1. What do the words say (observation)? This is the reason we want to use an accurate translation for study and not a paraphrase. A paraphrase already contains another’s interpretation. We want the author’s words.
2. What does the author mean (interpretation)? This is not the same as what does this passage mean to me? It requires us to know the author and his intended audience. It has been said that interpretation requires three things – context, context, and context.
3. Finally, only after the first two questions are answered, can we move to the third question; How does what the author says apply to me and others (application)? The order of the questions is important. Making correct application requires an understanding of the text which only comes from observation and interpretation.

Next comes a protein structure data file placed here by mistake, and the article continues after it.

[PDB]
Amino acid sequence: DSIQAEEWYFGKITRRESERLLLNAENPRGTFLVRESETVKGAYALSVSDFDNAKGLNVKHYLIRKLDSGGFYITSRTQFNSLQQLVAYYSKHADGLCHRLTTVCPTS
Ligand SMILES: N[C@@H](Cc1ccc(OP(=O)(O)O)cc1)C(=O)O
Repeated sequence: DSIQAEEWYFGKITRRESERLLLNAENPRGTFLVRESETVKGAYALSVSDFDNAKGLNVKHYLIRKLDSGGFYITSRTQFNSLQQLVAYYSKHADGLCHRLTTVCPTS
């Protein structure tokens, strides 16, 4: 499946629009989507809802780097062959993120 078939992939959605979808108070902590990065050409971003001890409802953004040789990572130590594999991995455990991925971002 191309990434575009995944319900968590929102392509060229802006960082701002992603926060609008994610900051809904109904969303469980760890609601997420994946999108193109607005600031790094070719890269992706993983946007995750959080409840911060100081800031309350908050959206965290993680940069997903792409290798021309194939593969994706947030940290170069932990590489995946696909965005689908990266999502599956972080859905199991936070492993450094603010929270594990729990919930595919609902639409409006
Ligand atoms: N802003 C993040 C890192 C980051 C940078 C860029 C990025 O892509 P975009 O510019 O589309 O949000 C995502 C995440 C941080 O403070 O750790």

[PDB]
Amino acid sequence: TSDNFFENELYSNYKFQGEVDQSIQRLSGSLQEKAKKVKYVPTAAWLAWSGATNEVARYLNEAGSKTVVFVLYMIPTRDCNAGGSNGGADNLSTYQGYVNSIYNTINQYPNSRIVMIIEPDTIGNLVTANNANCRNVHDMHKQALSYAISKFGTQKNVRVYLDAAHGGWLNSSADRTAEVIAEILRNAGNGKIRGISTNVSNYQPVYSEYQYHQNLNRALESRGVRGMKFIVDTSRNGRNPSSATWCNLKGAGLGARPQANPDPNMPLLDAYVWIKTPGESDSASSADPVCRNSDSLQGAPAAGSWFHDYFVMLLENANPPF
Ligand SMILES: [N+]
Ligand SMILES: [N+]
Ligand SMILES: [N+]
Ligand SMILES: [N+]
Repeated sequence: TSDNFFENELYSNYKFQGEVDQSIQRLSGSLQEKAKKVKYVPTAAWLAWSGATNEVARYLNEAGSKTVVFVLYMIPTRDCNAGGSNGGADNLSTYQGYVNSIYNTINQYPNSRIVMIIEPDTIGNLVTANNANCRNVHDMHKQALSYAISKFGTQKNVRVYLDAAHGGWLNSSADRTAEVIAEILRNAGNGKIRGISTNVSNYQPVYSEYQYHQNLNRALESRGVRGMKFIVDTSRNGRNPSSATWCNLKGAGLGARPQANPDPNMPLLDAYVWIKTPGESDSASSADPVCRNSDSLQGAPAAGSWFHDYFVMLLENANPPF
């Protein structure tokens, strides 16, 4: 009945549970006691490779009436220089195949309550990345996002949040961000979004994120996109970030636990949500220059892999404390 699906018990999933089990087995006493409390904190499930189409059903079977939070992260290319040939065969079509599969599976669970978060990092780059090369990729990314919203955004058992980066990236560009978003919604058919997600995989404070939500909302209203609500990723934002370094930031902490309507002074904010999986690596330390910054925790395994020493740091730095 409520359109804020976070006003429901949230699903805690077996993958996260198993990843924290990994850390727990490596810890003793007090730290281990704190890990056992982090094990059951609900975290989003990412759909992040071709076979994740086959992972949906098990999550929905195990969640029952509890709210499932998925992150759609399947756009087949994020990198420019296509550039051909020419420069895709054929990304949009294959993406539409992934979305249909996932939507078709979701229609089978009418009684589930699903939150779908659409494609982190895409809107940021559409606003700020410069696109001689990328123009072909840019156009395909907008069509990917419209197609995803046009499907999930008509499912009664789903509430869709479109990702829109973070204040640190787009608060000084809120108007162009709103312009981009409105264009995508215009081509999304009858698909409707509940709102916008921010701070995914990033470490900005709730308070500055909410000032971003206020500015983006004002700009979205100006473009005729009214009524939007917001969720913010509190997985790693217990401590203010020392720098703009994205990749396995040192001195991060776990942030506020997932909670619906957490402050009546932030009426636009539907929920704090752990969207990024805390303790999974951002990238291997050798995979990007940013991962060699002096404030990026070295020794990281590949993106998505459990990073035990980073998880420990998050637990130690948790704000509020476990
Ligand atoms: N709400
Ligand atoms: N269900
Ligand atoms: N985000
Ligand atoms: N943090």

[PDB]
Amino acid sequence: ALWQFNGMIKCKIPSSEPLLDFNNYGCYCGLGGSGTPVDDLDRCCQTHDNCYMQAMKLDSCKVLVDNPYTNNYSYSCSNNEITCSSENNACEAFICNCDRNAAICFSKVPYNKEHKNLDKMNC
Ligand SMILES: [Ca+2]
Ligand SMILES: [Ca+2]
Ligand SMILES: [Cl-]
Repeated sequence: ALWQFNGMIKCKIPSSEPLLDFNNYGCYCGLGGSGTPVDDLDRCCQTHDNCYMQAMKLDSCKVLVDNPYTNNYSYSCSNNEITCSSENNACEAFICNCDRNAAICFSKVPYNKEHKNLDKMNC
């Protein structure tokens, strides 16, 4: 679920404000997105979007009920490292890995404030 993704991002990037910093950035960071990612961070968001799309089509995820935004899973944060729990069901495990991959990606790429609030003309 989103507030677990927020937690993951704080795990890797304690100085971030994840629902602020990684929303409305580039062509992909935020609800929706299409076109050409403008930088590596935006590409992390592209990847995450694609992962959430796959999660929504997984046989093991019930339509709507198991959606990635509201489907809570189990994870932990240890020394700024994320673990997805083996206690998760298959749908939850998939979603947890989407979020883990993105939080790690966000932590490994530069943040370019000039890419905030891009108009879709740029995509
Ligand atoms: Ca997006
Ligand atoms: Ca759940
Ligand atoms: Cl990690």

Scot McKnight in the NIV Application Commentary makes the point that understanding Scripture requires us to be involved in three conversations simultaneously.
First we must be conversant with the ancient world, especially the Jewish world, to understand what God was saying at that time. Second, we must be conversant with our culture. …Third we must be conversant with the changes in our culture. What God said to your parents and mine is probably different than what he is saying to you and me and to our offspring.
Before you jump down his throat, McKnight is not saying that the truth of Scripture is fluid. Truth is truth whatever the culture. What he is saying is that the application of truth is different depending on the times to which it speaks.
Luke’s writing in Acts 15 is a great example of what I mean. Acts 15:1:
But some men came down from Judea and were teaching the brothers, “Unless you are circumcised according to the custom of Moses, you cannot be saved.”